48 hours in madrid

El Tempranillo
Calle Cava Baja 38
28005 Madrid
Spain

Casa Toni

A gem amongst the tourist trap bars near the Puerta De Sol, Casa Toni is a must try with its vast offering of delicious food. The prices are super reasonable with most things coming in around €10.00. In fact we enjoyed a huge portion of chorizo and padron peppers for just €5.00 each.

48 hours in madrid
48 hours in madrid

Casa Toni
Calle de la Cruz 14
28012 Madrid
Spain

La Venencia

This dimly lit sherry bar with makes you feel like you’ve stepped back in time, the 1930s to be in fact, but there’s nothing stale about the fantastic food and sherry. Sherry offerings are Manzanilla, Fino, Oloroso, Amontillado and Palo cortado and that’s it, there aren’t any other wines here. If it’s good enough for Ernest Hemmingway, it’s good enough for us. Just remember no photographs are allowed, it’s a hangover from when regulars feared being caught by facist spies in the days of Franco.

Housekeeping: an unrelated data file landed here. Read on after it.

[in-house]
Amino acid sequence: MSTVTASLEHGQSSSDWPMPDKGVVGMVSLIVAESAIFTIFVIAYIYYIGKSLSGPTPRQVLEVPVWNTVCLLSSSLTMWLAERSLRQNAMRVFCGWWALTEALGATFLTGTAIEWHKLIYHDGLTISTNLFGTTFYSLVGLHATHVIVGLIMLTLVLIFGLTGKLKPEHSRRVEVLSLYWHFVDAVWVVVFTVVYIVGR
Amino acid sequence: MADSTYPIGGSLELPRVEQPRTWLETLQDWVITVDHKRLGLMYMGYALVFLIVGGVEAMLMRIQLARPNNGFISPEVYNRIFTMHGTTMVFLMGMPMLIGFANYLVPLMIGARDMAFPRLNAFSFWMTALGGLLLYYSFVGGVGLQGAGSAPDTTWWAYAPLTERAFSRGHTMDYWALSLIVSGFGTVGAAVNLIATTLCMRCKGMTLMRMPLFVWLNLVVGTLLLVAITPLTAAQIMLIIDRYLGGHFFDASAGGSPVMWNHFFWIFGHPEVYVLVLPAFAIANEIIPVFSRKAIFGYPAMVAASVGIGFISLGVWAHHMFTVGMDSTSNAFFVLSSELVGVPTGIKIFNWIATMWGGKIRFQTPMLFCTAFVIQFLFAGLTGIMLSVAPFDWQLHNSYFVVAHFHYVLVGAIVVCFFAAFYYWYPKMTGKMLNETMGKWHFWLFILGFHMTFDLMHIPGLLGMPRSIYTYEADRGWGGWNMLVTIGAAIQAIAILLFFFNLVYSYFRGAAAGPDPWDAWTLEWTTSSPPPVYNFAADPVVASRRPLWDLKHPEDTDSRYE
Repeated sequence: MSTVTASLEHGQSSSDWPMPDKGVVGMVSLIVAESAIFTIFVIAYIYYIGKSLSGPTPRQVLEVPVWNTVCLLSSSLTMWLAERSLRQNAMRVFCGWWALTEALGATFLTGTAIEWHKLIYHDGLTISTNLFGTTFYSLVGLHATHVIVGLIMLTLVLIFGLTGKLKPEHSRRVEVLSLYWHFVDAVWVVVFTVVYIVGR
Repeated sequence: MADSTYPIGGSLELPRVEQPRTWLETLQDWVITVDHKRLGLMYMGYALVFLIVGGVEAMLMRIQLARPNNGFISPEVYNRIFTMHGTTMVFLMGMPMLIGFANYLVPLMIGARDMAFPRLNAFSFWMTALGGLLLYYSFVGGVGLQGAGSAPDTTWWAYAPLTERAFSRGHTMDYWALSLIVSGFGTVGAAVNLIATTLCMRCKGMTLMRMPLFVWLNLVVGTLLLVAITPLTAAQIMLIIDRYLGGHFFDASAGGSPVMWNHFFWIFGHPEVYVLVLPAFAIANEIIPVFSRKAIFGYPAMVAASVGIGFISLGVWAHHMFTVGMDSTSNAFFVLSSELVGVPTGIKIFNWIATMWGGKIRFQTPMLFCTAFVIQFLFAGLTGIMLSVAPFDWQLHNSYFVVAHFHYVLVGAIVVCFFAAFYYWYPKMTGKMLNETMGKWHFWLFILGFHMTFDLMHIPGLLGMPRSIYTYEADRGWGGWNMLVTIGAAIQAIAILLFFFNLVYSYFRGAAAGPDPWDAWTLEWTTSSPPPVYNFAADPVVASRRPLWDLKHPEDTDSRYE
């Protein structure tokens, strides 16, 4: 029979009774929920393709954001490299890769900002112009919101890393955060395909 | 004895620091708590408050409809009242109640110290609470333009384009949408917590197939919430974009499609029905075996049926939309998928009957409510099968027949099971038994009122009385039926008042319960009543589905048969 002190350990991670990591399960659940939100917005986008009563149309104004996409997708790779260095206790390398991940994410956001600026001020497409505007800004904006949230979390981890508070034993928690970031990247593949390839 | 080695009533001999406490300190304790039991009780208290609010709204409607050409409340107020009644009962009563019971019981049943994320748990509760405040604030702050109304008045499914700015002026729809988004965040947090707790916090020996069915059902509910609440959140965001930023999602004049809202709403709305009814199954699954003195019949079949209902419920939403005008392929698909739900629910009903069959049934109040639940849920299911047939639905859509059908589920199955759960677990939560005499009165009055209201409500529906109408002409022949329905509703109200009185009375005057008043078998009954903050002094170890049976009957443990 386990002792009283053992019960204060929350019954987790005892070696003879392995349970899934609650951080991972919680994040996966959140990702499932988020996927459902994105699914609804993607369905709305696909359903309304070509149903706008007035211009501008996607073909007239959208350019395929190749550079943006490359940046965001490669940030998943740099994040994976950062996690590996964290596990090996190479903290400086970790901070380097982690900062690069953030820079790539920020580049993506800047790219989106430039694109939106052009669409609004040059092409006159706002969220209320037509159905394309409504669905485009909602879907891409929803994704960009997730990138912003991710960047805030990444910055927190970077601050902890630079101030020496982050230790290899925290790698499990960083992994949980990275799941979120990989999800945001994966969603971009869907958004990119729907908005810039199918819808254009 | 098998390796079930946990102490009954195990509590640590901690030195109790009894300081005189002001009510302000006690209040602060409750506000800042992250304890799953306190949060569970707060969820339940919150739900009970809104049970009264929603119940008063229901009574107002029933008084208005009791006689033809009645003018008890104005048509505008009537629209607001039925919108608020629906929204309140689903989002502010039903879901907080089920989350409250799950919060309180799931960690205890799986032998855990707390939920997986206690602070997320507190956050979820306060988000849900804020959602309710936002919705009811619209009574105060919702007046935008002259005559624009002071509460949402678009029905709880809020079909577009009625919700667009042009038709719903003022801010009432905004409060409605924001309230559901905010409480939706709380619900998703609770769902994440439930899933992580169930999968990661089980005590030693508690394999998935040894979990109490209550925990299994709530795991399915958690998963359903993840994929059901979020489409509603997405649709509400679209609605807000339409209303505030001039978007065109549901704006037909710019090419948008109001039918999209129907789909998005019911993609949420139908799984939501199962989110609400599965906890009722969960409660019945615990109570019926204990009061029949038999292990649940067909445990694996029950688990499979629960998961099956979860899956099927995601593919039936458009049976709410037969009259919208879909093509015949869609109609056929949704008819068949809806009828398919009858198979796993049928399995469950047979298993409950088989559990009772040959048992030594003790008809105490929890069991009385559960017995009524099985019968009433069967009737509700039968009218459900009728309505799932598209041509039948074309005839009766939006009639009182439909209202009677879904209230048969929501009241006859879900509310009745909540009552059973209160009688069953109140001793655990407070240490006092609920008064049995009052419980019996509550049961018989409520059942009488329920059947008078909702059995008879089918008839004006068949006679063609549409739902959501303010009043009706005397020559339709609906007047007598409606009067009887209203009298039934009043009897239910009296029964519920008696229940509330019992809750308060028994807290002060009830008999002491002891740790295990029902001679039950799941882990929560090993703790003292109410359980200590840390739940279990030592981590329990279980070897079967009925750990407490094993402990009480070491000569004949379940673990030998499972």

La Venencia
Calle de Echegaray 7
28014 Madrid
Spain

We also dined at Madrid’s two major food markets, the Mercado de San Miguel (Plaza de San Miguel, s/n, 28005 Madrid, Spain) and the Mercado de San Anton (Calle de Augusto Figueroa, 24, 28004 Madrid, Spain). San Miguel was buzzing with locals just prior to the long Easter weekend break. We hopped around the market enjoying wine and tapas from different vendors.

48 hours in madrid

48 hours in madrid